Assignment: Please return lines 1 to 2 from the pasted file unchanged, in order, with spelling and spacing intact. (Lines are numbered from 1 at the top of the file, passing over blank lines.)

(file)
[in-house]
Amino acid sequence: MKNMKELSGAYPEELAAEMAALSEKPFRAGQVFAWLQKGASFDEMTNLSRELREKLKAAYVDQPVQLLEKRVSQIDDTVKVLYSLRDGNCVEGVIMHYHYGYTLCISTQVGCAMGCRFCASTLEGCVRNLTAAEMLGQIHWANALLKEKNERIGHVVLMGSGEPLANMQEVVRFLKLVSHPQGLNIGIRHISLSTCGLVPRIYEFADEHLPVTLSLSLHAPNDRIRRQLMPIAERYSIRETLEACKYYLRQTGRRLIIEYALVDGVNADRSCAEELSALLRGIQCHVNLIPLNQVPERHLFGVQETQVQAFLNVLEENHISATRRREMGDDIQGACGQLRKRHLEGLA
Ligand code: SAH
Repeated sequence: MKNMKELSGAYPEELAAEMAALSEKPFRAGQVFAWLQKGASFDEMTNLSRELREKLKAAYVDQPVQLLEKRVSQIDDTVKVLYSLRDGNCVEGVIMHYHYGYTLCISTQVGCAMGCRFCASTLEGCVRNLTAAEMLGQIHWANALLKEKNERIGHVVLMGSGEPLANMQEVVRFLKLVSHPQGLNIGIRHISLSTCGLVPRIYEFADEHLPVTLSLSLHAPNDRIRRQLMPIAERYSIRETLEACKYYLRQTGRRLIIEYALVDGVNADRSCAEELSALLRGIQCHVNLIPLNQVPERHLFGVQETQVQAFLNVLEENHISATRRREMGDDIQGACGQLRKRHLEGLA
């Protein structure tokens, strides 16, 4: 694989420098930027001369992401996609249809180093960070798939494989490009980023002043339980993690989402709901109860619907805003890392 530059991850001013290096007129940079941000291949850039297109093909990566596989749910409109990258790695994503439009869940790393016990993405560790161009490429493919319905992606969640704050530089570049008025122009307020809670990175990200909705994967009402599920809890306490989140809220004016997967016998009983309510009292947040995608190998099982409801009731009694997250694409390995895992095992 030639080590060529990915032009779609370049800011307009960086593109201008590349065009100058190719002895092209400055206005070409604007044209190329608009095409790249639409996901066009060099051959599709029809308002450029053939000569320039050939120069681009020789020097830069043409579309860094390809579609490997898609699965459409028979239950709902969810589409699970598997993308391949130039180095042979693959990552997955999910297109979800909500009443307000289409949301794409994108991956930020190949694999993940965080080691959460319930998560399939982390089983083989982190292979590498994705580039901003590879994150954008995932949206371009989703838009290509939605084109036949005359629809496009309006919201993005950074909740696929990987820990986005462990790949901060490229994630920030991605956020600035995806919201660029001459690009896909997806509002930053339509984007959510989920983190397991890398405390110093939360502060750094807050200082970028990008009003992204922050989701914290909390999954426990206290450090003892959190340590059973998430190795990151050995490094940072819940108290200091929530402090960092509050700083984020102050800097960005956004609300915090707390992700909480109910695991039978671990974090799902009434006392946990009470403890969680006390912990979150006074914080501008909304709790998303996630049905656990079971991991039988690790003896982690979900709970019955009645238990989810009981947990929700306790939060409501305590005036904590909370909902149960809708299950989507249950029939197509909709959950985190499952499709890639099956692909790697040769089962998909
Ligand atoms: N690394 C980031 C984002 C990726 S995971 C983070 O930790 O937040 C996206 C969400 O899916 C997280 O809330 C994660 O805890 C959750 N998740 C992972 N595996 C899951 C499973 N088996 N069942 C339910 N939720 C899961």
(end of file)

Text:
[in-house]
Amino acid sequence: MKNMKELSGAYPEELAAEMAALSEKPFRAGQVFAWLQKGASFDEMTNLSRELREKLKAAYVDQPVQLLEKRVSQIDDTVKVLYSLRDGNCVEGVIMHYHYGYTLCISTQVGCAMGCRFCASTLEGCVRNLTAAEMLGQIHWANALLKEKNERIGHVVLMGSGEPLANMQEVVRFLKLVSHPQGLNIGIRHISLSTCGLVPRIYEFADEHLPVTLSLSLHAPNDRIRRQLMPIAERYSIRETLEACKYYLRQTGRRLIIEYALVDGVNADRSCAEELSALLRGIQCHVNLIPLNQVPERHLFGVQETQVQAFLNVLEENHISATRRREMGDDIQGACGQLRKRHLEGLA